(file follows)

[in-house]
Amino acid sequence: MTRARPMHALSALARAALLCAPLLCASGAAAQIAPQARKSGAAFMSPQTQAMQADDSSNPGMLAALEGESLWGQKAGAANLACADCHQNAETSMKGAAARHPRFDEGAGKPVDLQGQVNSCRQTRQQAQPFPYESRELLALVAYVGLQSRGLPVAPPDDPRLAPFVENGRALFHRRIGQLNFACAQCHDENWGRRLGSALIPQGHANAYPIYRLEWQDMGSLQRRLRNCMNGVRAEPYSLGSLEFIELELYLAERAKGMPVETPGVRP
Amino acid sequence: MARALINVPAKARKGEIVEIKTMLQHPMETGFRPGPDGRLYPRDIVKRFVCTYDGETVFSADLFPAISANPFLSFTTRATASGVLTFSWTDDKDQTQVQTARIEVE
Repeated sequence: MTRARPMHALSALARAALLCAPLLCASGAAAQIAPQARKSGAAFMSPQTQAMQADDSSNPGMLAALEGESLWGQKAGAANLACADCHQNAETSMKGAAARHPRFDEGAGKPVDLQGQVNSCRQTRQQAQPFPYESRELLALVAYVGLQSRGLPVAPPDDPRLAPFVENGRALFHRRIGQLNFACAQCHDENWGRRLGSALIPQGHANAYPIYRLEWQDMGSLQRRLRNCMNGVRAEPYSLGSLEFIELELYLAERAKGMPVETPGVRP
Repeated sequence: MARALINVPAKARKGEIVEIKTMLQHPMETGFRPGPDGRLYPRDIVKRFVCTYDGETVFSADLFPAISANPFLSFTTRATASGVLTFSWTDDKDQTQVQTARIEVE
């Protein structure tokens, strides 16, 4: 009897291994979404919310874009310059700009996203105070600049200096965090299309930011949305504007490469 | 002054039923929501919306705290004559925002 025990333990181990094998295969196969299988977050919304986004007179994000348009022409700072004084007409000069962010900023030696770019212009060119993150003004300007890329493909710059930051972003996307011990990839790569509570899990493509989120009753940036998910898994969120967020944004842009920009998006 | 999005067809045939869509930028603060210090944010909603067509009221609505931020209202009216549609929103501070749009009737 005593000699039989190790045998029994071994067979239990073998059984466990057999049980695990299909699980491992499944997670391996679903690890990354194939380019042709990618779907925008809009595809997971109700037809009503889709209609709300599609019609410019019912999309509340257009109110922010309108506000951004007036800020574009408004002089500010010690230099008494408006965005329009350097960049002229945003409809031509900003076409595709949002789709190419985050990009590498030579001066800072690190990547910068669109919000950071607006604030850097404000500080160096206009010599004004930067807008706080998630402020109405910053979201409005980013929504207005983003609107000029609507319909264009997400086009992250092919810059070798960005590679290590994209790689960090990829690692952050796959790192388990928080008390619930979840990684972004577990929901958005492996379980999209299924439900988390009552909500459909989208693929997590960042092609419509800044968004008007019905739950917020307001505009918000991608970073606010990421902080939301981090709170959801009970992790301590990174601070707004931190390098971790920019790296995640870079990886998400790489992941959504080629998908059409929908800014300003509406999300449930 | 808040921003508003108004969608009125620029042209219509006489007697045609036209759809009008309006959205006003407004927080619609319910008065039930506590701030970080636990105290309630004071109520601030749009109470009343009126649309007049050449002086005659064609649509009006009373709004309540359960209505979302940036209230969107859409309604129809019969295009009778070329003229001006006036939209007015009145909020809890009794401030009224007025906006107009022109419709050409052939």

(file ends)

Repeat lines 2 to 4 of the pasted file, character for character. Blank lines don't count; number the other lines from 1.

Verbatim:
Amino acid sequence: MTRARPMHALSALARAALLCAPLLCASGAAAQIAPQARKSGAAFMSPQTQAMQADDSSNPGMLAALEGESLWGQKAGAANLACADCHQNAETSMKGAAARHPRFDEGAGKPVDLQGQVNSCRQTRQQAQPFPYESRELLALVAYVGLQSRGLPVAPPDDPRLAPFVENGRALFHRRIGQLNFACAQCHDENWGRRLGSALIPQGHANAYPIYRLEWQDMGSLQRRLRNCMNGVRAEPYSLGSLEFIELELYLAERAKGMPVETPGVRP
Amino acid sequence: MARALINVPAKARKGEIVEIKTMLQHPMETGFRPGPDGRLYPRDIVKRFVCTYDGETVFSADLFPAISANPFLSFTTRATASGVLTFSWTDDKDQTQVQTARIEVE
Repeated sequence: MTRARPMHALSALARAALLCAPLLCASGAAAQIAPQARKSGAAFMSPQTQAMQADDSSNPGMLAALEGESLWGQKAGAANLACADCHQNAETSMKGAAARHPRFDEGAGKPVDLQGQVNSCRQTRQQAQPFPYESRELLALVAYVGLQSRGLPVAPPDDPRLAPFVENGRALFHRRIGQLNFACAQCHDENWGRRLGSALIPQGHANAYPIYRLEWQDMGSLQRRLRNCMNGVRAEPYSLGSLEFIELELYLAERAKGMPVETPGVRP